Some of the employees working within the libraries once had other roles and separate affiliations with Middlebury. Follow their (r)evolutions on the first Thursday of every month this semester.

Name: Kat Cyr

Former Role(s) on Campus: Midd Class of 2011, Japanese Major, Linguistics Minor

(also a Japanese Summer Language School Alumnus)

Current Role on Campus: Interlibrary Loan Associate

When was this photo taken?

When I was studying abroad in Kyoto in 2010. This was before we had established a Midd-specific school in Japan so I was there via the Associated Kyoto Program (AKP).

What were you doing in this photo?

I’d gone up to Kurama Hot Springs with a bunch of friends for a day of cultural enrichment (i.e. soaking in huge volcanic baths) and inter-college outreach (i.e. goofing about with fellow study abroad students from other schools). We had gathered a small group of Magic enthusiasts and were playing in between soaking sessions; we were using Japanese cards of course, so studying was still happening. We were just also in our fancy robes, sipping tea, occasionally amusing the other hot spring patrons. I seem to remember several little old ladies approaching us in the bath to chat. It was a delightful day.

How have things changed in your life since then?

I’m a couple years older, a couple degrees further in debt, now thoroughly obsessed with fiber arts, and very much turning into a crazy cat lady librarian. Also my Japanese is much, much better than it was then.

What hasn’t?

I still love hot springs, though my access to them is now non-existent. I also drink entirely too much tea, study Japanese whenever possible, and play geeky games on a regular basis.

What’s your favorite thing about your job?

I love seeing all the interesting books that people request through ILL. We see some really cool things requested for research purposes, from microfilm of obscure government documents to foreign language comics to massive road maps. As schools borrow things from our library we also get to see some of the coolest books from the stacks that I would never have thought we’d have. And then there are just the awesome book recs we get from people ILLing fiction of various kinds. ILL is a spectacular place to work if you love books.

What is on the horizon?

I’m currently working my way out of debt and trying to establish a home that is a little less temporary than my string of dorm rooms and office-provided apartments. Other than that, I haven’t thought that far into the future. Right I’m just taking things one day at a time.

For more posts like these, like our Facebook page.

Image of the banner used in the November 2017 display including headshots from the class at left and a Native American woman in traditional headdress at right

Celebrating Native American/Indigenous and Alaska Native Heritage Month

In honor of Native American/Indigenous and Alaska Native Heritage Month, Dr. Irina Feldman’s Spanish 324 Class, Images of America, has collaborated with the Davis Family Library to develop a display including works that commemorate the many peoples belonging to these groups throughout the Americas. Visit the Davis Family Library to see the display and read more about how it all was shaped below. We thank Marlena Evans, Caleb Turner, Alaina HanksOshin Bista and all the unseen laborers and sponsors who make these projects successful.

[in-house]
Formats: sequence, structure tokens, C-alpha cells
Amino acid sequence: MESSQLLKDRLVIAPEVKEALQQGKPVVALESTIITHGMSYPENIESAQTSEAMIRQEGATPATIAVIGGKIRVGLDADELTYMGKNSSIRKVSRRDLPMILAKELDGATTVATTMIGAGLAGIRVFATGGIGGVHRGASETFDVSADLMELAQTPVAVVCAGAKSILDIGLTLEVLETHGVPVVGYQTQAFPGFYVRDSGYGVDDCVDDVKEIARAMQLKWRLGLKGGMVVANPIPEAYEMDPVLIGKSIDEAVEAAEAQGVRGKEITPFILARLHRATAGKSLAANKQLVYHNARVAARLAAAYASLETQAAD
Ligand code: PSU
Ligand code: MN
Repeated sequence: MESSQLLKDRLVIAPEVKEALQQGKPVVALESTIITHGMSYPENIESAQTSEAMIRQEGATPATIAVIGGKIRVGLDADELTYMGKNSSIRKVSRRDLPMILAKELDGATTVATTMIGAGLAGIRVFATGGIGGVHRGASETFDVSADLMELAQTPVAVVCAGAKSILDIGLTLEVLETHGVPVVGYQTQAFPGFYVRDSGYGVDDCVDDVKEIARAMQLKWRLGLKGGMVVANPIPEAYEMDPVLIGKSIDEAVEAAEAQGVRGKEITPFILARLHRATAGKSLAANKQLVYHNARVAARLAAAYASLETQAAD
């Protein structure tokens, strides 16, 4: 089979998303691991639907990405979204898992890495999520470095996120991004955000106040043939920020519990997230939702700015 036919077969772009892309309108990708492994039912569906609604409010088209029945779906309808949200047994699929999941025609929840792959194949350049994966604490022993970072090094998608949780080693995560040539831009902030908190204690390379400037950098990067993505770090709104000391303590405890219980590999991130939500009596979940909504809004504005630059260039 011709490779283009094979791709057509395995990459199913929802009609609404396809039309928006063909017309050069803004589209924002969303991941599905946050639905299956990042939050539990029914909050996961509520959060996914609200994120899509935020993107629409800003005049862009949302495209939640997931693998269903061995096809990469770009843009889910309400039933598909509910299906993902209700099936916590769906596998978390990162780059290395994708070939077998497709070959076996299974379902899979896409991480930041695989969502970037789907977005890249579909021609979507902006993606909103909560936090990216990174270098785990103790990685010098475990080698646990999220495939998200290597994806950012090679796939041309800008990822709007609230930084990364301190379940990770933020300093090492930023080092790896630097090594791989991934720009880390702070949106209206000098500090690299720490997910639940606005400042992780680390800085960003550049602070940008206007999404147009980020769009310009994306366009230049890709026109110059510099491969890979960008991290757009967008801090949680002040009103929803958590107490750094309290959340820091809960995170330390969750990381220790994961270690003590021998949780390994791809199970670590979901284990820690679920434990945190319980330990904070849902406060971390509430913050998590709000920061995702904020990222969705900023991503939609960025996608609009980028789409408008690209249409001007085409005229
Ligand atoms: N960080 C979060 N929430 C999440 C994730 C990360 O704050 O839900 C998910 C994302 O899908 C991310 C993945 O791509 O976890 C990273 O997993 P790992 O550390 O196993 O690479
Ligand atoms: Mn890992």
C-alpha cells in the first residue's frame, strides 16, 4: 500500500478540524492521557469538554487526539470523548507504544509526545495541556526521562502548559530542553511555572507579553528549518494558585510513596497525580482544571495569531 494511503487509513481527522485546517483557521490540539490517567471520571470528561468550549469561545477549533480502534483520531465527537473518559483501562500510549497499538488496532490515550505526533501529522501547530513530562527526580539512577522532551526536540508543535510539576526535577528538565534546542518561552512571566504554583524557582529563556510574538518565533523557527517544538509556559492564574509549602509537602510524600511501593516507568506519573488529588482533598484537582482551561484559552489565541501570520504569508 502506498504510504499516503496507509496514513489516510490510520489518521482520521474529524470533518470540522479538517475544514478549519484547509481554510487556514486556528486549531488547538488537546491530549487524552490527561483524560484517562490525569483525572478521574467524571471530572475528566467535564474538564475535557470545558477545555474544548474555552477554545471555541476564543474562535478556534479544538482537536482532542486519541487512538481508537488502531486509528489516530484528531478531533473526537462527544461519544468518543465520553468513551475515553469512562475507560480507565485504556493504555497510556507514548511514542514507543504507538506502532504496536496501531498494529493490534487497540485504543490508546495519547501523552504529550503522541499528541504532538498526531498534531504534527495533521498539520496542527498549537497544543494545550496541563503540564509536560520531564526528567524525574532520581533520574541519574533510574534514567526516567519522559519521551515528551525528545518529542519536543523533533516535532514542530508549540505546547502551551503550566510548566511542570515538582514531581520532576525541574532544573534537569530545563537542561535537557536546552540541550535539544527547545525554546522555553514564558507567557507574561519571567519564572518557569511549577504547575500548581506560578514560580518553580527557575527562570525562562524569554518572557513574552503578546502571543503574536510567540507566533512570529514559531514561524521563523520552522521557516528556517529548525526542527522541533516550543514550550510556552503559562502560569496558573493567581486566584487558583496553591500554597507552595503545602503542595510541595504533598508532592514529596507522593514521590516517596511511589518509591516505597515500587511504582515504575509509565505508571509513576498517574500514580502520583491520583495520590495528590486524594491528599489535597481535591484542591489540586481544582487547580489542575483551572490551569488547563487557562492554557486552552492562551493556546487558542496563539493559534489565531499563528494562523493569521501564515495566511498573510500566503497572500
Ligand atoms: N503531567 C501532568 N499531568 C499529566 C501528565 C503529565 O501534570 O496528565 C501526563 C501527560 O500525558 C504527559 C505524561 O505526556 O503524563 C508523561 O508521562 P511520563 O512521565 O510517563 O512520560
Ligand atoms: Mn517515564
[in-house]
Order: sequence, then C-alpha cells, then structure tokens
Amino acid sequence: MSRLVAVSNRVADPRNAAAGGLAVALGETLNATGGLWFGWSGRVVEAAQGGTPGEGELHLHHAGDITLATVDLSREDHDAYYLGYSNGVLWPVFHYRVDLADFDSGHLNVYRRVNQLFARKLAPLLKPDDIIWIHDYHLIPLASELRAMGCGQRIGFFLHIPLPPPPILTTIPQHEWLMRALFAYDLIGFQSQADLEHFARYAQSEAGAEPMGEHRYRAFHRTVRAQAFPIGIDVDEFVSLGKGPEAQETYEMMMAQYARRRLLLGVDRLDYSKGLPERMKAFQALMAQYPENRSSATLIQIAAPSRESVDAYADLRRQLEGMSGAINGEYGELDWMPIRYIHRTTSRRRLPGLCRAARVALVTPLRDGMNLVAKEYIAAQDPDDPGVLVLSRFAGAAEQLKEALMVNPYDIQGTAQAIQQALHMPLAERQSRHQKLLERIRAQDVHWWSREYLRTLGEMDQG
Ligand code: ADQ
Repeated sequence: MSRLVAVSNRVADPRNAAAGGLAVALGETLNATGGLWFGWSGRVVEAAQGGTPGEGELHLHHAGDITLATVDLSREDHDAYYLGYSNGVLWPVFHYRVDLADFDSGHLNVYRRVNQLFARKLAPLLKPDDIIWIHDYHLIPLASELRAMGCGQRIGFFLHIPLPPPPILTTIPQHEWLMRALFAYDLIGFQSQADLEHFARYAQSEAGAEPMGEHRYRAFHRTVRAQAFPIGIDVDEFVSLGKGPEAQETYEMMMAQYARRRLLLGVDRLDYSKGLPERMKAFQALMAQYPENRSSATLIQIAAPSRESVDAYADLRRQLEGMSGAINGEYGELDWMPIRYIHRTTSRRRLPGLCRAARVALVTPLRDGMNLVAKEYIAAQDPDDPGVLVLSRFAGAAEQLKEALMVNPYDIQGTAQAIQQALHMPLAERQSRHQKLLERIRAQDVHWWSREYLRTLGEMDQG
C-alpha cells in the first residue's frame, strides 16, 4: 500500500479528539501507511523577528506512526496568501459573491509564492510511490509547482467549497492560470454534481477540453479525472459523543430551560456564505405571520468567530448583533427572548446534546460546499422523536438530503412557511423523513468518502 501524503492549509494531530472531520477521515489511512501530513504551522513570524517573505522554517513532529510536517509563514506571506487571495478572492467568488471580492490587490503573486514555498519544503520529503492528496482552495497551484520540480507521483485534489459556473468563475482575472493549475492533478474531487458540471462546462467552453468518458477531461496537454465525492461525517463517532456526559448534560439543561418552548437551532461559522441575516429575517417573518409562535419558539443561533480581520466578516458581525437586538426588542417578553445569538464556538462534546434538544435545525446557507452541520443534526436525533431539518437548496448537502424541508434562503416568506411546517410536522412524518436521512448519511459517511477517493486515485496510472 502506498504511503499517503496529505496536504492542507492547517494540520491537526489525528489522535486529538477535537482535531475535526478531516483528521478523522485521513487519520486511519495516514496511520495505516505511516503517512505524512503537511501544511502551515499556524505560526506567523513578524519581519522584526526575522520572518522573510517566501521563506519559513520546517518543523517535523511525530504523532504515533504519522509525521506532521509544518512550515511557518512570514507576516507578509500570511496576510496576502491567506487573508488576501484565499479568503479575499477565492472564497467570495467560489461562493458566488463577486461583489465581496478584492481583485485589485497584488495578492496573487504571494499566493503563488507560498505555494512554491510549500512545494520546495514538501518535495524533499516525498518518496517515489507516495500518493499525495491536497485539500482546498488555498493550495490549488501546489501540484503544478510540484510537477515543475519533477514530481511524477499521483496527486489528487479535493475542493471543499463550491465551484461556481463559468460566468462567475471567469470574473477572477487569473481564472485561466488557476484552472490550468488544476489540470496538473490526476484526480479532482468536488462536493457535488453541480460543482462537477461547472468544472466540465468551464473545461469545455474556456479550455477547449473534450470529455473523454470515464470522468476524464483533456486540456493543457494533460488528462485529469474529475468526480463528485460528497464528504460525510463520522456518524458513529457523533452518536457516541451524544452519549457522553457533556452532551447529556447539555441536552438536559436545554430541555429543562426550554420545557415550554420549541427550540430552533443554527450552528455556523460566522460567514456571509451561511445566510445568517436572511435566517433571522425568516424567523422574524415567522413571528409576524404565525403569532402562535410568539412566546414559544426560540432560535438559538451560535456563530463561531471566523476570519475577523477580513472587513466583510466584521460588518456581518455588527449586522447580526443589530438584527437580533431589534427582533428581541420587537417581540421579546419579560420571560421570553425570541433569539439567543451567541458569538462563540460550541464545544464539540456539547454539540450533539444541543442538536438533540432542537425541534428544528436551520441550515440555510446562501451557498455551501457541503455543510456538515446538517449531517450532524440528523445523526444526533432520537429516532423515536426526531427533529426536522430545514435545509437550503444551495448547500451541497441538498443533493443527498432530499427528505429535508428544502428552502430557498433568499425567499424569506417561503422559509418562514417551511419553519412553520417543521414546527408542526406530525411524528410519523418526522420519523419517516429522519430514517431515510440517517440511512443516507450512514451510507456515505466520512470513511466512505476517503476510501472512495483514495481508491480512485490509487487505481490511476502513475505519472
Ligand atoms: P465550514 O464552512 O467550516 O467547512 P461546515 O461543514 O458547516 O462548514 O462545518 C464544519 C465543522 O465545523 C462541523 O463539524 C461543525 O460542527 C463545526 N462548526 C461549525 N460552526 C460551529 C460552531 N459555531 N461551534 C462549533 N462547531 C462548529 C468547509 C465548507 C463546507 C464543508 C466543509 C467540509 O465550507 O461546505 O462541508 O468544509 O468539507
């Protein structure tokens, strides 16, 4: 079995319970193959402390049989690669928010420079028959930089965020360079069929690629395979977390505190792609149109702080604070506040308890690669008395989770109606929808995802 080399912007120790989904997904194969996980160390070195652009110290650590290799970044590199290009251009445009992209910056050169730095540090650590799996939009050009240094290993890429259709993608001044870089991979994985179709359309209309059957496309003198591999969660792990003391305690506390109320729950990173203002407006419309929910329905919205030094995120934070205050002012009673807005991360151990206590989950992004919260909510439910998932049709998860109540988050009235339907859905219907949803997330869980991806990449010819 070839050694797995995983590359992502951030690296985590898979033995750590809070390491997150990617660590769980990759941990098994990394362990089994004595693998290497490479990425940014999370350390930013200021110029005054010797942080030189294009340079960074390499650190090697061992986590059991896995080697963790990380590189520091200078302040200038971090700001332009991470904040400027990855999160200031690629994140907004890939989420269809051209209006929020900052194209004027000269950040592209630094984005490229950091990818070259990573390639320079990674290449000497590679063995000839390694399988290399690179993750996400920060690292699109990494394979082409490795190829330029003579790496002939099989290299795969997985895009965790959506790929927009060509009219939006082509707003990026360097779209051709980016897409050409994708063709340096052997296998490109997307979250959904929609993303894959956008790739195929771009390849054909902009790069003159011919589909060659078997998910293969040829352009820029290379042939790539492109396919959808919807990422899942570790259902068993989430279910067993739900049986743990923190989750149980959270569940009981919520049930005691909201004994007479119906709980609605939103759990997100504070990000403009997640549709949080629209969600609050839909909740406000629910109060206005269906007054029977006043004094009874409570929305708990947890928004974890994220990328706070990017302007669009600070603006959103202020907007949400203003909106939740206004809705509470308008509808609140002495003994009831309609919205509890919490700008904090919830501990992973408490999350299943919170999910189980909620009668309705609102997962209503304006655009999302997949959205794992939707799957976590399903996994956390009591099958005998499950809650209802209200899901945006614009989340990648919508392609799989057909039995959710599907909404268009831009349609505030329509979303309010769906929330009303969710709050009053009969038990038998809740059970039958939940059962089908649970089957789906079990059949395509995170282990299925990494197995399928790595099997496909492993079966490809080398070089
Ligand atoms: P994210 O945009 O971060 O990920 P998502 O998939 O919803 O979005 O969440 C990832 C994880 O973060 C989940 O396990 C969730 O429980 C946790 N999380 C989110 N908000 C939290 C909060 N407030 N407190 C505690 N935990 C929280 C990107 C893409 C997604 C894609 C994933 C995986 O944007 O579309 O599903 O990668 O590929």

The display in the Davis Family Library lobby will be staffed by students from the class on the evenings of November 6th and 7th to answer your questions on this theme. Plan to join us at 6:00 p.m. on Monday, November 27th in the Robert A. Jones (RAJ) ’59 Conference Room when Chief of the Nulhegan Coosouk Abenaki Don Stevens will join the Middlebury College community for a talk on life in Vermont as a person of indigenous heritage. Also, stay tuned for Dr. Brandon Baird’s talk, “Unequivocally Authentic: Mayan Language and Identity in Modern Guatemala,” in the Carol Rifelj Lecture Series hosted by the Center for Teaching, Learning & Research on November 29th. The site go.middlebury.edu/calendar has more details. Continue reading

Pulling back the curtain on the Research Desk

What can I do at the Research Desk?There is, of course, no curtain at the Davis Family Library Research Desk! But still, sometimes it seems like we should be making what we do at the desk more visible. So, let’s (air quotes) “pull back the curtain” —

Many people think you have to have a question to talk with a librarian at the Research Desk. If you do have a question, please talk with us! But even if you don’t know what your question is, we still can help. Just tell us about your assignment and together, we’ll figure out what you should do next.

What can I do at the Research Desk?

  • Get help finding a book!
  • Explore the magical world of citations!
  • Learn how to use Interlibrary Loan!
  • Have someone listen to your research woes and offer you sound advice!
  • Or, just ask directions to the restrooms!

AND MUCH, MUCH MORE!

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We’re at the Research Desk Sunday-Friday, and in the evenings on Monday, Tuesday and Wednesday. Find our hours (and lots of other research help) at go/askus/.